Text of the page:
Bön is Tibet’s oldest spiritual tradition. As far as spiritual liberation is concerned, Bön and Buddhism both have the same essence, but as far as the lineage, transmission, method, and literature, each has its own different and rich traditions.

Tenzin Rinpoche was born in Amritsar, India. At age 10 he was ordained as a monk at Menri Monastery near Dolanji, India, and recognized by the head teacher, Lopon Sangye Tenzin Rinpoche, as the reincarnation of Khyung Tul Rinpoche, renowned Bonpo meditation master, scholar, and healer (1897-1955). From the age of 13, Rinpoche practiced Dzogchen (the Great Perfection teachings) under masters from Bön and Buddhist schools of Tibet.

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One of the first to bring Bön teachings to the West, in 1988 he was invited by the Dzogchen master Chögyal Namkhai Norbu Rinpoche to teach in Italy, which brought additional opportunities to teach in other locations throughout western Europe. In 1991 he was awarded a Rockefeller Fellowship at Rice University in Houston, Texas, and continued research into early Bön tantric deities and their relationship to Buddhist traditions in early Buddhist Tibet.

In 1994 he received a grant from the National Endowment for the Humanities to pursue research on the logical and philosophical aspects of the Bön tradition, and appeared on the Discovery Channel, where he explained the principles of Tibetan dream yoga practice as one segment of a three-part series entitled “The Power of Dreams.” His book, The Tibetan Yogas of Dream and Sleep (Snow Lion Publications 1998), is one of the most complete discussions on the practice of dream yoga.

In 1998 Tenzin Wangyal Rinpoche established the Serenity Ridge Retreat Center in the mountains of Nelson County, Virginia, south of Charlottesville.


Can you tell us a little bit about your life and how you got interested in dreams? Dreams are a big part of our Bön tradition. There are so many different elements related to dreams in Bön. When I was growing up, my mother would tell me about her dreams­—the ones she had about her guardians. Her guardians were her protectors who guided her throughout her life. In her dreams, the protectors were always dressed in the same way, with the same earrings. Usually they were in the same peaceful mood, but sometimes they appeared in a more ferocious (wrathful) mood. And so, as a child growing up, I know that my mother talking to me about her dreams influenced my interest in dreams. Also, when I was 13 years old, my father asked my teacher if I could be admitted to a very sacred teaching in the Bön religion, which would take place every day for three years. As a condition for being accepted for the teachings (which were the Dzogchen teachings), we were asked to pray for a dream and bring our dream to our teacher the next day. The dream would determine if we were accepted into the sacred teachings—or if not, whether further practices would be needed to ready oneself for the teachings.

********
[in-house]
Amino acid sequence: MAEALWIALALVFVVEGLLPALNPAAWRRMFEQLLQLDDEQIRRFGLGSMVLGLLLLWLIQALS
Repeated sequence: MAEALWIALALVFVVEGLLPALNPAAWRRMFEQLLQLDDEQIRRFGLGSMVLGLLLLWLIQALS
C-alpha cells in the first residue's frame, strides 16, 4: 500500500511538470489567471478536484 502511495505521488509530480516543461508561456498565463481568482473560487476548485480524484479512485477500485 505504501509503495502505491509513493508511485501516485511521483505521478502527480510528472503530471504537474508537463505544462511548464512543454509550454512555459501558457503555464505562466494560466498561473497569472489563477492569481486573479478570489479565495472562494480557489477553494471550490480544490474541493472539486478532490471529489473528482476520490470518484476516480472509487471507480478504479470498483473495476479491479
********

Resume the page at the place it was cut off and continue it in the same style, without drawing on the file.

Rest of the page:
In the West, when you apply for college, you have to fill out many pages of forms describing the curriculum you have followed, things that you have learned, who you have studied with, what you’ve written. To be admitted to the sacred teachers however, none of that is considered important. You just have to share your dream with the teacher. That is how important the dream is valued, and the way of judging the maturity of self. If you have a wrong dream that day, you are not admitted to that very important class. Now when I look back, I realize that some of my dreams from that period were very significant. So that describes how my mother, my teacher, and my tradition were looking at dreams. I did not write anything about it then because I was just 13 years old.